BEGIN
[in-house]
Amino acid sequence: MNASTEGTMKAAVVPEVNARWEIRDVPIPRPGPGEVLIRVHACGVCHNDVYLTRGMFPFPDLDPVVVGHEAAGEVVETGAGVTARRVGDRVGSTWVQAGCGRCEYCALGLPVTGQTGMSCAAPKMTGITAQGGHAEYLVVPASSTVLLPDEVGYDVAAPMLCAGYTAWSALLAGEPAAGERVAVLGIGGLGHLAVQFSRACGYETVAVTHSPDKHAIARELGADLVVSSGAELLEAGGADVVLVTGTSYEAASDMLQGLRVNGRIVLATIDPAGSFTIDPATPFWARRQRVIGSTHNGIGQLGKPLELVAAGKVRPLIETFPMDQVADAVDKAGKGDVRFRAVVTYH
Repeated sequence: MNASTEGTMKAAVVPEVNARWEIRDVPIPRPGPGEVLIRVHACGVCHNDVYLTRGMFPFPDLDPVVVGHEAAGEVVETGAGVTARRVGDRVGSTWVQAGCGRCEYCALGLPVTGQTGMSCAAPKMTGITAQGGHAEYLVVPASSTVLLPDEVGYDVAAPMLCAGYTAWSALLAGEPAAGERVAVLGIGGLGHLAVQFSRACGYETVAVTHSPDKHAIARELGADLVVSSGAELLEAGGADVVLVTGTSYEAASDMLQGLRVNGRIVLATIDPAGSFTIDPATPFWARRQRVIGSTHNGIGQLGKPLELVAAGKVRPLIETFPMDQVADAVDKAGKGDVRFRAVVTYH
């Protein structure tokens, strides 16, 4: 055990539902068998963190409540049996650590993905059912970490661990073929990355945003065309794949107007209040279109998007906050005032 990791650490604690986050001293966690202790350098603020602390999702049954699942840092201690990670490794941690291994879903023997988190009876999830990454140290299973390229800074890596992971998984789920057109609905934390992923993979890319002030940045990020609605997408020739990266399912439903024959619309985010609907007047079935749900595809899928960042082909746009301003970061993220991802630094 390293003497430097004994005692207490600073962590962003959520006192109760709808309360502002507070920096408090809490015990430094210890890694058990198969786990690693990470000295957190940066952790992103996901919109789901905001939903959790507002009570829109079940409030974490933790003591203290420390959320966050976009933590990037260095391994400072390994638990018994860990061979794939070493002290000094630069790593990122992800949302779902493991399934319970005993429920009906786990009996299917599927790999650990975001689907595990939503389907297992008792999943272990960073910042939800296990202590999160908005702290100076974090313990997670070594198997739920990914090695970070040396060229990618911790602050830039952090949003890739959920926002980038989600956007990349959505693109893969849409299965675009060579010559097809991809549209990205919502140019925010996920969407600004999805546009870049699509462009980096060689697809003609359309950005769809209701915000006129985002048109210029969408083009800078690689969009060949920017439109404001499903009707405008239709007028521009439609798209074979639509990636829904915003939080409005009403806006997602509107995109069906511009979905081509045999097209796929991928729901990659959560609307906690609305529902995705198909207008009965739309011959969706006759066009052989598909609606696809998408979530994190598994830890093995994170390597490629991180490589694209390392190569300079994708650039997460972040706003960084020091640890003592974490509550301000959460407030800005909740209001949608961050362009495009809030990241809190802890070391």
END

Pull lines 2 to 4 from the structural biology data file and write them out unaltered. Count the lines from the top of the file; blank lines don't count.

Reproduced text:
Amino acid sequence: MNASTEGTMKAAVVPEVNARWEIRDVPIPRPGPGEVLIRVHACGVCHNDVYLTRGMFPFPDLDPVVVGHEAAGEVVETGAGVTARRVGDRVGSTWVQAGCGRCEYCALGLPVTGQTGMSCAAPKMTGITAQGGHAEYLVVPASSTVLLPDEVGYDVAAPMLCAGYTAWSALLAGEPAAGERVAVLGIGGLGHLAVQFSRACGYETVAVTHSPDKHAIARELGADLVVSSGAELLEAGGADVVLVTGTSYEAASDMLQGLRVNGRIVLATIDPAGSFTIDPATPFWARRQRVIGSTHNGIGQLGKPLELVAAGKVRPLIETFPMDQVADAVDKAGKGDVRFRAVVTYH
Repeated sequence: MNASTEGTMKAAVVPEVNARWEIRDVPIPRPGPGEVLIRVHACGVCHNDVYLTRGMFPFPDLDPVVVGHEAAGEVVETGAGVTARRVGDRVGSTWVQAGCGRCEYCALGLPVTGQTGMSCAAPKMTGITAQGGHAEYLVVPASSTVLLPDEVGYDVAAPMLCAGYTAWSALLAGEPAAGERVAVLGIGGLGHLAVQFSRACGYETVAVTHSPDKHAIARELGADLVVSSGAELLEAGGADVVLVTGTSYEAASDMLQGLRVNGRIVLATIDPAGSFTIDPATPFWARRQRVIGSTHNGIGQLGKPLELVAAGKVRPLIETFPMDQVADAVDKAGKGDVRFRAVVTYH
């Protein structure tokens, strides 16, 4: 055990539902068998963190409540049996650590993905059912970490661990073929990355945003065309794949107007209040279109998007906050005032 990791650490604690986050001293966690202790350098603020602390999702049954699942840092201690990670490794941690291994879903023997988190009876999830990454140290299973390229800074890596992971998984789920057109609905934390992923993979890319002030940045990020609605997408020739990266399912439903024959619309985010609907007047079935749900595809899928960042082909746009301003970061993220991802630094 390293003497430097004994005692207490600073962590962003959520006192109760709808309360502002507070920096408090809490015990430094210890890694058990198969786990690693990470000295957190940066952790992103996901919109789901905001939903959790507002009570829109079940409030974490933790003591203290420390959320966050976009933590990037260095391994400072390994638990018994860990061979794939070493002290000094630069790593990122992800949302779902493991399934319970005993429920009906786990009996299917599927790999650990975001689907595990939503389907297992008792999943272990960073910042939800296990202590999160908005702290100076974090313990997670070594198997739920990914090695970070040396060229990618911790602050830039952090949003890739959920926002980038989600956007990349959505693109893969849409299965675009060579010559097809991809549209990205919502140019925010996920969407600004999805546009870049699509462009980096060689697809003609359309950005769809209701915000006129985002048109210029969408083009800078690689969009060949920017439109404001499903009707405008239709007028521009439609798209074979639509990636829904915003939080409005009403806006997602509107995109069906511009979905081509045999097209796929991928729901990659959560609307906690609305529902995705198909207008009965739309011959969706006759066009052989598909609606696809998408979530994190598994830890093995994170390597490629991180490589694209390392190569300079994708650039997460972040706003960084020091640890003592974490509550301000959460407030800005909740209001949608961050362009495009809030990241809190802890070391």